Leaving behind, but not forgetting, 2020

There can't be many people who won't be pleased to see the back of 2020. For many it has been a horrible year of isolation, loneliness, frustration and disappointment. We have all grieved for events we have missed from cancelled concerts and postponed weddings to being unable to properly say goodbye to loved ones at small socially distanced funerals.

I was working with a client earlier this month and they were talking about when would they feel better - when the pain of grief would pass. We discussed this and I was tempted to show them Tonkin's Theory of Grief (below).

In the left hand column there is the starting point (life before loss) and then the all consuming darkness of grief. The bottom illustration is how we often imagine grief will feel over time, smaller as our life returns to normal and the pain fades....

....however the right hand column is nearer the truth. Again the first two illustrations show a life pre-loss and then grief-consumed. The third acknowledges that the grief does not lessen but that our lives continue and grow around the grief. It is something we will carry with us; the pain never gets less painful but we surround the pain will growth and love.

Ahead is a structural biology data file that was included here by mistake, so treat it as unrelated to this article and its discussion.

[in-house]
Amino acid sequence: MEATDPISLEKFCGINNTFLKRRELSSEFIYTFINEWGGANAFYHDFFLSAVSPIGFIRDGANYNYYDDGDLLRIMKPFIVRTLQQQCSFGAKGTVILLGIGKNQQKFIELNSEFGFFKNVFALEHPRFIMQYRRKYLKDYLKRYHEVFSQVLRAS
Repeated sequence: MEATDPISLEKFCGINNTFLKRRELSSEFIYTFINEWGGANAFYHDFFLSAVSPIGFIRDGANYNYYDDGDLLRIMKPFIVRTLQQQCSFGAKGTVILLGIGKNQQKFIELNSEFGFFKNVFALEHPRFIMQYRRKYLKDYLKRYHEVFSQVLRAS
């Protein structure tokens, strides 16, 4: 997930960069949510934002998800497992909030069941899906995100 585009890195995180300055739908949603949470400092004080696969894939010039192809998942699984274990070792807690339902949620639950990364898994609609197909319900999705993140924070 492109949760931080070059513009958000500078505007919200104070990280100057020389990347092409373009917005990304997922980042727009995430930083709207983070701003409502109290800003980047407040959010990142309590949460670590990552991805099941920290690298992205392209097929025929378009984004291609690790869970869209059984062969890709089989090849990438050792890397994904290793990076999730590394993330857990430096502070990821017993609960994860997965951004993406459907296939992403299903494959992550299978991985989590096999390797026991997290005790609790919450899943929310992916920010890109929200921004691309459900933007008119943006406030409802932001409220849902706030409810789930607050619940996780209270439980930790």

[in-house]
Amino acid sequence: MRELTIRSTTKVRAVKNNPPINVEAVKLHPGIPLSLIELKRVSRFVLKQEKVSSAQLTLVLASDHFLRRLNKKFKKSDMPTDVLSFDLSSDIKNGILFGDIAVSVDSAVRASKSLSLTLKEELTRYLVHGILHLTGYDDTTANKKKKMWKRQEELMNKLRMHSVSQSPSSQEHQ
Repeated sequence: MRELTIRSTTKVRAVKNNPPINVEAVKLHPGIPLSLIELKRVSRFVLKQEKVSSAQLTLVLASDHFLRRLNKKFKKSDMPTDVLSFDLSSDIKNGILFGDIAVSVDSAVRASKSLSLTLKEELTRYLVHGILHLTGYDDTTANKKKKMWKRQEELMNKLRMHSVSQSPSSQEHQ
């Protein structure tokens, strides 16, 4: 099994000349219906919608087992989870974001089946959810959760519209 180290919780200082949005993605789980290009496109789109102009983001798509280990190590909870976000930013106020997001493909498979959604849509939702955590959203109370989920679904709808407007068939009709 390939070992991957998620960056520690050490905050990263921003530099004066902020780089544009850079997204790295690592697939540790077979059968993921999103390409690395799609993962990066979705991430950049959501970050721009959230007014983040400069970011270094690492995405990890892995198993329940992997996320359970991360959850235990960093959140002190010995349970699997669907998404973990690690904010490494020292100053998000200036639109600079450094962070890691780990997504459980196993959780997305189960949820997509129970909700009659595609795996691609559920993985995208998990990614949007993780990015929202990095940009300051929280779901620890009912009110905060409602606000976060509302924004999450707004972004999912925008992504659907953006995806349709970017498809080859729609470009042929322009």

On this particular day I didn't reach for the card, but instead we picked some leaves and used them to illustrate the concept...

As we continued the walk my client held on to the leaves and took them home - a reminder, they said, of how we grow with grief. It's hard to find many silver-linings in this year - for me one would be hearing birdsong in March without the background hum of traffic - but sometimes it's not about silver-linings; as we leave 2020 (yay!) and start 2021 it feels important for me not to ignore the last year, but to acknowledge what I lost (time with family) and to hold on to that sense of loss and ensure that when I do have the opportunity to meet loved ones again that I make the most of every second.

#balance #counselling_outside #ecotherapy #loss #grief

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